I brought 2.5 gallons of water to 160°F and added the grains in a grain sock, let them seep with the lid on and the heat off or on low for 30 minutes (temperature ranged from 150°-160°F). I did this in a 3-gallon stock pot and also had 3.5 gallons of water heating up in my new big-ass 7.5 gallon pot. I figured this way, since I am just doing this on my kitchen stove boiling 6 gallons of water wouldn't take as long. The stove has like a 13,000 or 14,000 BTU gas burner, which isn't bad, but that alone would take a while to get six gallons going. After 30 minutes the big pot was boiling and I added the wort to the big pot to bring the total up to 6 gallons and let it get back up close to boiling. Once it was almost boiling I added the LME. Once the wort started boiling and I get the hot break I added the hops and let the whole thing boil for 60 minutes, adding the UK Golding hops, irish moss and the wort chiller (to sanitize it) when 15 minutes remained on the boil. After cooling the wort down to 70°F (16 minutes with the wort chiller, I love that thing) I transfered it into a carboy, making sure to splash plenty for aeration. I then splashed it from the carboy into a fermentation bucket, and then siphoned back into the carboy and then shook the carboy to aerate some more. I lost more than I thought in the boil, I only ended up with 4.75 gallons after boiling, so the SG was a little higher at 1.049 than the 1.046 brewtarget calculated, but still close. I pitched the yeast at 70°F (the smack pack had swelled nicely, something which didn't happen with my stout). The fermentor was sealed at about 3:00pm.

Fermentation Starts: 2011-09-24 8:30pm

That didn't take long, already getting some very slow bubbling in the airlock. There was some krausen at 4:30, just an hour and a half after I sealed the thing, so this fermentation is off to a great start. I was hoping on collecting and washing the yeast from this ferment, so I am quite glad it seems to be healthy.

Still Fermenting: 2011-09-26 3:00pm

I think this is my fastest fermentation. After a day there were a couple inches of krausen and the airlock was bubbling like crazy, and by now just 48 hours after I sealed the fermentor it is already starting to slow down. The krausen got up almost to the bottom of the airlock, but not quite. Temperature has been right around 70°F. I need to start taking pictures of my brews.

First reading: 2011-10-01 12:00pm

Took a SG reading, it is at 1.016. A hair higher than the 1.012 brewtarget predicted, but within range. Especially since my OG was also a little bit higher than that. My plan right now is to keep it in primary for two more weeks and then bottle.

Bottling Day: 2001-10-08 11:30pm

Decided to move bottling up a week. A friend is throwing a party in three weeks, and I want to bring this along, and I figured 2 weeks in primary and three in bottles beats three in primary and two conditioning. SG was unchanged from the week before at 1.016, giving me an ABV of 4.4% which is right what I was targeting. Besides almost forgetting my priming sugar (oops...) bottling went really smoothly, just under two hours for the whole ordeal (including cleanup). Got twenty-six 12 oz bottles and nine 22-oz bombers out of 4.5 gallons in the bucket. Anyone who bottles must read this: http://www.homebrewtalk.com/f35/bottling-tips-homebrewer-94812/. Having the bottling cane right on the spigot and using the dishwasher door as a drip collector are both incredibly good ideas. I just need a dip tube for my bucket (even though tipping it isn't that hard) and I will be all set. The beer seems really clear and I love how it is tasting, looking forward to cracking open the first cold one in a couple of weeks! Edit: I just realized looking back that I was going to collect the yeast from this one. It's a little late for that. Oops :(. Oh well, buying yeast is easier anyhow, right?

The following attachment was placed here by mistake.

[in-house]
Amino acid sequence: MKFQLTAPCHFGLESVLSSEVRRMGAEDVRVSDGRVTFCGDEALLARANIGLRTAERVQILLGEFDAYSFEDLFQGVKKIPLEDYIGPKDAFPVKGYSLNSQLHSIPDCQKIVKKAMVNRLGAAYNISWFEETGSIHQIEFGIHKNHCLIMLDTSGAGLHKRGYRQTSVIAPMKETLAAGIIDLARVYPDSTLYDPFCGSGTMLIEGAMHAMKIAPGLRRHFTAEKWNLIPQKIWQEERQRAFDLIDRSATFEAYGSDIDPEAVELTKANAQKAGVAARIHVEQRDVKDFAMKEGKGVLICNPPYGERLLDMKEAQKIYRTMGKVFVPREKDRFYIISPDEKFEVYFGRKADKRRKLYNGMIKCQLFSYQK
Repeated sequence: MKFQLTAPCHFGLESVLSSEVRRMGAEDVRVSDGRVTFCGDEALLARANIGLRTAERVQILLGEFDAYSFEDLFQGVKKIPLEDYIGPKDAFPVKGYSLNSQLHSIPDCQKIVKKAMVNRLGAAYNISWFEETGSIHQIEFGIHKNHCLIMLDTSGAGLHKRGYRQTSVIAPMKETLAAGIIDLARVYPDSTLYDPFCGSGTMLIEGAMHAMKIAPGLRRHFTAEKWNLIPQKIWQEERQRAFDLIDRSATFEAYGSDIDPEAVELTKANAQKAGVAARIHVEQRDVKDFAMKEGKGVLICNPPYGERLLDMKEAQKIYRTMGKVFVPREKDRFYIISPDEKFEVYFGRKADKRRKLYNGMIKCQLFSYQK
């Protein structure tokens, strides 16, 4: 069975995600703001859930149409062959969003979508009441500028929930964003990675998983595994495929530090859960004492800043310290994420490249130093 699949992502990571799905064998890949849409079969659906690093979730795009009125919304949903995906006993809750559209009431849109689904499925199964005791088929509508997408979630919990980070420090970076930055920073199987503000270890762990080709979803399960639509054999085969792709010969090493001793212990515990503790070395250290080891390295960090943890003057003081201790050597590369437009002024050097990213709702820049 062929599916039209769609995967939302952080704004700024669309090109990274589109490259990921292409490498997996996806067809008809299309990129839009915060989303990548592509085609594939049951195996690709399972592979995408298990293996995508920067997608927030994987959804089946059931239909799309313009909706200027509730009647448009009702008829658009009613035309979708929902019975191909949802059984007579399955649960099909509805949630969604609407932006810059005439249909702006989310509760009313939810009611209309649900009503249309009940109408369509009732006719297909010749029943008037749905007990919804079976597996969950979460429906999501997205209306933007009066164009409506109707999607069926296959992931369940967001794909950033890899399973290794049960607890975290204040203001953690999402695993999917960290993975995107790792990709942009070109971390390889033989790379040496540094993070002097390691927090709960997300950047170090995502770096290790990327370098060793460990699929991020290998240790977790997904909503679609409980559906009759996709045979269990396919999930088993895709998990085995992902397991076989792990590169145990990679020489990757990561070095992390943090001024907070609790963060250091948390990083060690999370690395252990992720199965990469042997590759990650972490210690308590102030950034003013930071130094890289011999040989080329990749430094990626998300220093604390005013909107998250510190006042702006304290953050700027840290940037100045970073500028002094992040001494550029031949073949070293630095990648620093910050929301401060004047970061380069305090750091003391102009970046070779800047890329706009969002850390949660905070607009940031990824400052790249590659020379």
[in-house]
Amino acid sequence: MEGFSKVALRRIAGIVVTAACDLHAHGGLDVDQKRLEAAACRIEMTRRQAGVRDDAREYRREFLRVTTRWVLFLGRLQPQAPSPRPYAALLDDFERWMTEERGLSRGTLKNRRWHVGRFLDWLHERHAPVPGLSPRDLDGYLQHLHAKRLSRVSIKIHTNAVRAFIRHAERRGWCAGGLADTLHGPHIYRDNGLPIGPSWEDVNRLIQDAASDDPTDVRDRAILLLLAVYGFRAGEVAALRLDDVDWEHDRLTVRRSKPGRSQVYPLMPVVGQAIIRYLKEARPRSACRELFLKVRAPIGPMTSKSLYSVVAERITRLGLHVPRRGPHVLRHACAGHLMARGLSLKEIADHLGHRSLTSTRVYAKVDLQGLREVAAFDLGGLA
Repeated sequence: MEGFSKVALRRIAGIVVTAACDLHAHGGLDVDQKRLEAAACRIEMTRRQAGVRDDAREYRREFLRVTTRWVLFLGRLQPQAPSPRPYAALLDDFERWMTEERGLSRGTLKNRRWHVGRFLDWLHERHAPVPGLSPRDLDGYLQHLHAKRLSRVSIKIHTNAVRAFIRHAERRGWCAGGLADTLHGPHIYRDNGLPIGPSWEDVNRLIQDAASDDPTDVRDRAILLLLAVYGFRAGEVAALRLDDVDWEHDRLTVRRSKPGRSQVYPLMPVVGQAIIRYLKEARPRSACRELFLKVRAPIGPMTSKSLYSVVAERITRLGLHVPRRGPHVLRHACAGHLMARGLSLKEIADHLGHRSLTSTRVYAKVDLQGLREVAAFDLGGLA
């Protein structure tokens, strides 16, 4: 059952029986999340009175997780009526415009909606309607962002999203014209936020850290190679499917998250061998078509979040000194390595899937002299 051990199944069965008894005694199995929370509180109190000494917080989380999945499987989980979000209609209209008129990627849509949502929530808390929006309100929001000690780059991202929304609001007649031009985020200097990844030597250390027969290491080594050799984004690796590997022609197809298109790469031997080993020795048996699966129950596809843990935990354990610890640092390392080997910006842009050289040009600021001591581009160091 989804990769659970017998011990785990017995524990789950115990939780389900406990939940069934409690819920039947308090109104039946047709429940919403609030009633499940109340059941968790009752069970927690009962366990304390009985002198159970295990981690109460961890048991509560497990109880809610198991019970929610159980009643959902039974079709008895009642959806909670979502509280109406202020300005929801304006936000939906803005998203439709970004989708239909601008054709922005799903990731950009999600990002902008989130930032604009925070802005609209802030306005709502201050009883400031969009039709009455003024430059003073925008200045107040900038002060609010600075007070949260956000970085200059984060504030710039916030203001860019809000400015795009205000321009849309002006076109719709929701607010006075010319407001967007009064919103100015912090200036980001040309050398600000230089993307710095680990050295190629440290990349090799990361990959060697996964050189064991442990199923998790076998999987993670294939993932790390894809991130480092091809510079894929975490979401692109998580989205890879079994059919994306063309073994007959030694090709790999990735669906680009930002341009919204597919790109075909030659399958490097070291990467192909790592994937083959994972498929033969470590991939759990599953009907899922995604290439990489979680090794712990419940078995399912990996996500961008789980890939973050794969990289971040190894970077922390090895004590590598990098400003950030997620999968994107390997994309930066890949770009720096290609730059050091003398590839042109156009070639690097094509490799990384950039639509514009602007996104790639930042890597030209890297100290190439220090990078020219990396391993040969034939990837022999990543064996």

Hard Cider

Since it is fall, I decided to try making a simple, still hard cider. Robinette's apple orchard has fresh squeezed cider that is UV treated for pasteurization with no other preservatives, so I went ahead and used that. They actually have a press there that you can see, and they were actively making cider when I was there. A guy was standing there with a spigot filling plastic cider jugs and putting them up on the counter for people to buy. I thought the whole operation looked pretty slick, and the cider I got had been apples fifteen minutes before I bought it.

Brew Day: 2011-10-08 10:30pm

After sanitizing a 2-gallon fermentation bucket I poured nearly two gallons of cider and a half-cup of brown sugar into the bucket. OG is 1.048. Pitched some S-04 yeast, and I was done. Much easier than making beer. The plan is to let the cider ferment out dry, cold crash and rack it, add some pottassium sorbate to kill the remaining yeast and backsweeten to taste. Might do honey for half of it and brown sugar for the other half.